December 19, 2014 — A Missouri state lawmaker recently said his bill (HB 131) requiring a woman seeking an abortion to get permission from the man involved in the pregnancy would not apply in cases of "legitimate rape," a phrase that drew widespread criticism when used by former Rep. Todd Akin (R-Mo.) two years ago, National Journal reports (Novack, National Journal, 12/17).
Missouri Rep. Rick Brattin's (R) pre-filed bill would require all abortion patients in the state to obtain written, notarized consent from the man involved in the pregnancy (Women's Health Policy Report, 12/15). The bill would not require a woman to obtain such consent if the pregnancy resulted from rape or incest (Ballentine, AP/Kansas City Star, 12/18).
Mother Jones Interview
During an interview with Mother Jones about the measure, Brattin said, "Just like any rape, you have to report it, and you have to prove it" to qualify for the bill's exemption, adding, "So you couldn't just go and say, 'Oh yeah, I was raped,' and get an abortion. It has to be a legitimate rape."
Brattin said he was inspired to propose the consent requirement after he recently obtained a vasectomy and needed to have a signed form saying that his wife agreed to the procedure. According to Brattin, the state of Missouri requires such a form.
In fact, there is no such law in the state, according to a spokesperson for Planned Parenthood of the St. Louis Region and Southwest Missouri, which operates clinics that offer the procedure. The spokesperson noted that some providers might require consent of a person's partner, although its clinics do not (Redden, Mother Jones, 12/17).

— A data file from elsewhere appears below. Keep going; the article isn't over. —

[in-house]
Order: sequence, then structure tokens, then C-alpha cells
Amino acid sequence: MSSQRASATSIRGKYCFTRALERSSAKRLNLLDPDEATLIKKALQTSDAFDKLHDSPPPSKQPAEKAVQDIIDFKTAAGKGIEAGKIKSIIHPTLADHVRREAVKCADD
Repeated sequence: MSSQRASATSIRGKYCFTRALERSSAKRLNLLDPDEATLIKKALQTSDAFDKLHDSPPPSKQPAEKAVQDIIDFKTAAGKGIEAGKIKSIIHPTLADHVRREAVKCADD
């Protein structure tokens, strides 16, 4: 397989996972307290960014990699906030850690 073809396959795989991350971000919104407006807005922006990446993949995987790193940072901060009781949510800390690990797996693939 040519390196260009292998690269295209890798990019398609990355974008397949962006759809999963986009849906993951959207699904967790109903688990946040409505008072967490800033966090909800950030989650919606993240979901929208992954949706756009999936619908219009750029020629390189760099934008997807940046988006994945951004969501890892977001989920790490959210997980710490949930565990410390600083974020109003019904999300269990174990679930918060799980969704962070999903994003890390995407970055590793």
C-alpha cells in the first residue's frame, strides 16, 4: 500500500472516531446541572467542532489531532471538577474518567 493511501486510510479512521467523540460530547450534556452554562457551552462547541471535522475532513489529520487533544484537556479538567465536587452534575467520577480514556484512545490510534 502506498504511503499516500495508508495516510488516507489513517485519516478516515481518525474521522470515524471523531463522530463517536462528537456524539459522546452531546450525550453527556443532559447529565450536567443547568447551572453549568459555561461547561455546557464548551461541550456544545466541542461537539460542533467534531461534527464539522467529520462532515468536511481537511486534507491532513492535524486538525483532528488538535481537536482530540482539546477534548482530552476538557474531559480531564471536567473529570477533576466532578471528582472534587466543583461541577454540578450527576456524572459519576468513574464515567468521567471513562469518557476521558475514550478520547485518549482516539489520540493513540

Comparisons to Former Rep. Akin
Brattin's comments are reminiscent of those made by Akin during his 2012 campaign, when he said "legitimate rape" does not lead to pregnancy because "the female body has ways to try to shut that whole thing down." Akin went on to lose his bid to unseat Sen. Claire McCaskill (D-Mo.) (National Journal, 12/17).
However, Brattin said his comments differ from Akin's in that he was "saying if there was a legitimate rape, you're going to make a police report, just as if you were robbed." He said that the bill would require women "to take steps to show that [they] were raped," which he thinks they would "be able to prove" (Mother Jones, 12/17).
Meanwhile, reproductive rights supporters said Brattin's comments are indicative of Republicans' tendency to be insensitive when talking about abortion (National Journal, 12/17). McCaskill in a statement called the bill "offensive and absurd," adding, "This is just a back-door way to eliminate any rape exception, unless the survivor gets a permission slip from her rapist" (AP/Kansas City Star, 12/18).
Other Issues With Bill
Mother Jones also asked Brattin about potential conflicts between his bill and the Supreme Court's 1992 Planned Parenthood v. Casey decision, which struck down a requirement that a woman inform her husband before an abortion. Brattin claimed the ruling would not affect his measure, which he said is constitutional because Missouri has another law requiring men to pay child support during pregnancy.
Brattin also noted that the bill would not apply if a woman's life were in danger or if she obtained a signed affidavit stating that the man involved in the pregnancy had died.
Reproductive rights supporters have said the consent requirement is particularly troubling for women in abusive relationships. Asked whether he would consider an exception to the consent requirement for women who have been abused, Brattin said he had not "really thought about that aspect of it" but that such women could obtain protective orders after giving birth.
M'Evie Mead, the director of statewide organizing for Missouri's Planned Parenthood affiliate, said, "This bill is insulting and a danger to women in abusive relationships," adding, "That's very much our concern. But when it comes to abortion, Missouri legislators are always trying to outdo each other" (Mother Jones, 12/17).